VIOLA SHIPMAN is a pen name for Wade Rouse, a popular, award-winning memoirist. Rouse chose his grandmother's name, Viola Shipman, to honor the woman whose charm bracelet and family stories inspired him to write his debut novel, which is a tribute to all of our elders. Rouse lives in Michigan and writes regularly for People and Coastal Living, among other places, and is a contributor to All Things Considered. To date, The Charm Bracelet has been translated into nine languages. He is at work on his second "heirloom novel."
"[An] idyllic setting, and likable characters make Shipman's
debut an enjoyable comfort read for fans of women's fiction
centered on mother-daughter relationships." -Booklist"Debut
novelist Shipman--a pen name chosen by memoirist Wade Rouse in
homage to his grandmother--pulls out all the emotional bells and
whistles here; his book reads like a fictionalized guide to living
the good life ("Live! Love! Laugh!") and checks all the
boxes--family, friends, God, love, and simply living--designed to
warm the heart and fill the tear ducts. Smooth writing, unabashed
sentimentality." -Kirkus Reviews"Shipman's charming story of
finding peace in oneself, listening to your heart, and remembering
all those who came before you will be welcomed by fans of Cecelia
Ahern and Debbie Macomber." -Library Journal"Rich in character and
story, The Charm Bracelet is utterly charming!"
-Debbie Macomber, New York Times bestselling author"The Charm Bracelet is as sweet as three scoops of Dolly's ice cream. It's packed with gorgeous scenery, time-honored wisdom, and all kinds of charm."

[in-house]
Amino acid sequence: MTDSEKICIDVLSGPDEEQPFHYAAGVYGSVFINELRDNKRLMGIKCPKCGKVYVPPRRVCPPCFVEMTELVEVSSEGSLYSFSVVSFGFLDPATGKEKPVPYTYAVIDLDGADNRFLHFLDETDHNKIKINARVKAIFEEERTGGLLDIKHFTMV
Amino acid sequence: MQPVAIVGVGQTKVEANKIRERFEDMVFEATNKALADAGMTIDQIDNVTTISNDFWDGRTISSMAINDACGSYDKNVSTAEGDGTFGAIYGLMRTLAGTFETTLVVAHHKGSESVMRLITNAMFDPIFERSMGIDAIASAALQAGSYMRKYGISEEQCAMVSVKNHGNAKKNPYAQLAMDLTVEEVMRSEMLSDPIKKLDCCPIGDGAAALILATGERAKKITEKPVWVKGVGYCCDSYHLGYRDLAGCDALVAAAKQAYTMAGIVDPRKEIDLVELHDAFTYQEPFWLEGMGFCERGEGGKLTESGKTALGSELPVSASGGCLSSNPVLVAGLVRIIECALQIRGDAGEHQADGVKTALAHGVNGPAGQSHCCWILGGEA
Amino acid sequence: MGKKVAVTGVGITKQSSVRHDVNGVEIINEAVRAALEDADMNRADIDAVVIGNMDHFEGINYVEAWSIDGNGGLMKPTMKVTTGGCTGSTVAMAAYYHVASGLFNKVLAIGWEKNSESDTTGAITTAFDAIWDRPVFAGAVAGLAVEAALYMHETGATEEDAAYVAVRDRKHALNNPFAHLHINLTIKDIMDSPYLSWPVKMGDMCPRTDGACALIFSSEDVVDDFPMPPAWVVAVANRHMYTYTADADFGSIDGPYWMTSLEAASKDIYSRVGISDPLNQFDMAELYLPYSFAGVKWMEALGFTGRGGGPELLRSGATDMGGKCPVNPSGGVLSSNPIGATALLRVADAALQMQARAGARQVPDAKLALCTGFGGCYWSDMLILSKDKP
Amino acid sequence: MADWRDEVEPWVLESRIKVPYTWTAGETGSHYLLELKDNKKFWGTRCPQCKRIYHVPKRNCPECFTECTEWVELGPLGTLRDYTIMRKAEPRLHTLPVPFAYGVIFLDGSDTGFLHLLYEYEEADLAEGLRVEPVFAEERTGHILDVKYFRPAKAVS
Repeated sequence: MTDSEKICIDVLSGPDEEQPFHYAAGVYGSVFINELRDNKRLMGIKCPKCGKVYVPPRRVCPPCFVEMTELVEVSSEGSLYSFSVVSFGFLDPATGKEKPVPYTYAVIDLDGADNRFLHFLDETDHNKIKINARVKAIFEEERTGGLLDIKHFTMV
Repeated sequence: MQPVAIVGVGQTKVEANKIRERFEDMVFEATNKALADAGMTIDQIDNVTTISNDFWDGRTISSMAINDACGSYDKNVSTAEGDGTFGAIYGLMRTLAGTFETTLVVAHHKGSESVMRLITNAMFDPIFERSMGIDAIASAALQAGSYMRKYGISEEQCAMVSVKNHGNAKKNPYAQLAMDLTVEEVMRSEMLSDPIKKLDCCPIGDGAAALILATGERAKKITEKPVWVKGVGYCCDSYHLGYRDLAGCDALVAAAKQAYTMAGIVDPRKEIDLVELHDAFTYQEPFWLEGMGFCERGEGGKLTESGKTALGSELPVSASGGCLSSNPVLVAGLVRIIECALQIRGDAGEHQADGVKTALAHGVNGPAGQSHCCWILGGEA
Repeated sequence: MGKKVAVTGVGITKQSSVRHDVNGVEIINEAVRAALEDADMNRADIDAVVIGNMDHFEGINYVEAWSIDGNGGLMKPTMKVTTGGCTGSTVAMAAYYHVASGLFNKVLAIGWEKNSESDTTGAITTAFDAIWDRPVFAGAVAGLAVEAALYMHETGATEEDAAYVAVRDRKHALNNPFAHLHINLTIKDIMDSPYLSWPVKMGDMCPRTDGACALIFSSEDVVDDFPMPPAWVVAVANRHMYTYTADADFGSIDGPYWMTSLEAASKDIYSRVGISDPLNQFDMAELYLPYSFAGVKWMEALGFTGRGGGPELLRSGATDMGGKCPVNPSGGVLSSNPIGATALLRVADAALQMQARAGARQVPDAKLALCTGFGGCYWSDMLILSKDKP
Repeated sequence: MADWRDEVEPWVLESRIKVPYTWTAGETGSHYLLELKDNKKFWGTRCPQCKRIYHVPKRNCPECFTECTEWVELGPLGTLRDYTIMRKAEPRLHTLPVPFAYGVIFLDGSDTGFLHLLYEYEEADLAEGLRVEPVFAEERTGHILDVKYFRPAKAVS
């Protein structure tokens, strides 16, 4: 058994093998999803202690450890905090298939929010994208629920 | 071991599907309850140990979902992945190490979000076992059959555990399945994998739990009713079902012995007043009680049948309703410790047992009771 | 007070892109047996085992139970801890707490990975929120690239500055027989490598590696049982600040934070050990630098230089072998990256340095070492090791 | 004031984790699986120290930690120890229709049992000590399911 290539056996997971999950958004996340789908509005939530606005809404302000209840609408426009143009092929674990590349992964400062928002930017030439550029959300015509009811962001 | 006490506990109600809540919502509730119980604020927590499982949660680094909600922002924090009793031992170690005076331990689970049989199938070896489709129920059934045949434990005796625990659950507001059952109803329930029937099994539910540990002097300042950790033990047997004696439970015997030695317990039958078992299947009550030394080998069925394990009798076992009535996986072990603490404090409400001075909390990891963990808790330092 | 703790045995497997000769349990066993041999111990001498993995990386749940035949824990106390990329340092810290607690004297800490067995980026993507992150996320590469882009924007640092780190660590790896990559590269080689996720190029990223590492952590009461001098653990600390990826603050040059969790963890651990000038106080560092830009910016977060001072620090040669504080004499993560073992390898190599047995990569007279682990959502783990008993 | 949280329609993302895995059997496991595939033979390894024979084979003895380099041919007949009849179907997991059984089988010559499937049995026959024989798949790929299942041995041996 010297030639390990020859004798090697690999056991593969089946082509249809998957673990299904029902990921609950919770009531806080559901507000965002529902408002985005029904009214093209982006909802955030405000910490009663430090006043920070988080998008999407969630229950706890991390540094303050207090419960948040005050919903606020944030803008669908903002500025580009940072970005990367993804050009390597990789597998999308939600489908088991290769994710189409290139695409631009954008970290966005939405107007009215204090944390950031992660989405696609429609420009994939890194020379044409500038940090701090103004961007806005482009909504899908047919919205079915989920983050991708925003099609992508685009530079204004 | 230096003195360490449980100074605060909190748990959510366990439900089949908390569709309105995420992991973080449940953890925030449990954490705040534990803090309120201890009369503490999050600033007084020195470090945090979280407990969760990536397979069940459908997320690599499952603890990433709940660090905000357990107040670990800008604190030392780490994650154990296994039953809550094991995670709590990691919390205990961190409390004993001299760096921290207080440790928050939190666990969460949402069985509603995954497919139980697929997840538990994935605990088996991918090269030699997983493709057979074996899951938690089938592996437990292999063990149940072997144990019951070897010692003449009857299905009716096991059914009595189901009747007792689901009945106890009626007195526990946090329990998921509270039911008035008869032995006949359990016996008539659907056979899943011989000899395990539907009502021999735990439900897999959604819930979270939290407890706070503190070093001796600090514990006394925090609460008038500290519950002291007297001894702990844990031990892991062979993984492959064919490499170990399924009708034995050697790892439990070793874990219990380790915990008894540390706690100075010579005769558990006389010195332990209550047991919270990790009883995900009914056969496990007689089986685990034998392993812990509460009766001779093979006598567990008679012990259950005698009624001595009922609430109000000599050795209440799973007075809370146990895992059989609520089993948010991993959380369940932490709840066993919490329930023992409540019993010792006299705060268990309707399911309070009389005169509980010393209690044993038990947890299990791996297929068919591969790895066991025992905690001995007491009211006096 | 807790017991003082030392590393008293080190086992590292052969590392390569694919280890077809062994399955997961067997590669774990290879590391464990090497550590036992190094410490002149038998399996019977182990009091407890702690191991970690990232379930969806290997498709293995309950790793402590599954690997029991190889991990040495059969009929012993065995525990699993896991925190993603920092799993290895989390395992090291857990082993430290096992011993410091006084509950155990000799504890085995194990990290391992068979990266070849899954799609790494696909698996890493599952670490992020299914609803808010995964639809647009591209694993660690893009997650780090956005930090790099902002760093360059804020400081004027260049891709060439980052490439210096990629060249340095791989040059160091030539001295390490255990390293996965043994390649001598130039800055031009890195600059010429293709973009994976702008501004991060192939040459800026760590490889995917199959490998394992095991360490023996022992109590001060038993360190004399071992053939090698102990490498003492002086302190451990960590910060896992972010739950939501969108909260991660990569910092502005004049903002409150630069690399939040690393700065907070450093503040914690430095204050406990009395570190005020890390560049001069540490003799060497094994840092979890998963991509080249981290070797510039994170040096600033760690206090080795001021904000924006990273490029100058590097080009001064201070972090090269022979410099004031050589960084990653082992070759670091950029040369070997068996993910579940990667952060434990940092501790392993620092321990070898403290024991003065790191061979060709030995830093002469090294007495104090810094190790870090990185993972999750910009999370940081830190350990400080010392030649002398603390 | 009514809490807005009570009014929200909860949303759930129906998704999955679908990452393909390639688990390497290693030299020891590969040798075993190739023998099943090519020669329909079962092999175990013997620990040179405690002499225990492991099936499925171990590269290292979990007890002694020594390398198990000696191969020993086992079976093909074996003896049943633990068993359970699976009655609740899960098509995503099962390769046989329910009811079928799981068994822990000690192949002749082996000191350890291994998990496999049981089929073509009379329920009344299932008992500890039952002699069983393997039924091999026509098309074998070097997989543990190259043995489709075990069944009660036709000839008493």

-Nancy Thayer, New York Times bestselling author"There are family heirlooms that wind up in yard sales, and then there are the priceless ones that are passed down from generation to generation. The Charm Bracelet by Viola Shipman is a keeper, a novel like a rare jewel that will be passed down one generation to the next and from one book club member to the next until everyone has read this heartfelt, intergenerational story of love and forgiveness. Viva Viola!"
-Adriana Trigiani, New York Times bestselling author"It made me weep, think, and cry again. It is rare to find a book that makes people cry in a good way. I reread the whole book yet again because I wanted to. That's how amazingly good it is."
-Caroline Leavitt, New York Times bestselling author". . . characters you care for, a story to enjoy, and the hope for a family understanding that anyone would benefit from." --Senior Life Times"Readers will be charmed by the characters, most of all by kooky but wise Lolly (a mix of Viola and Madge Rouse, Wade's paternal grandmother), who teaches her stressed-out daughter and granddaughter lessons in life and love."--Good Housekeeping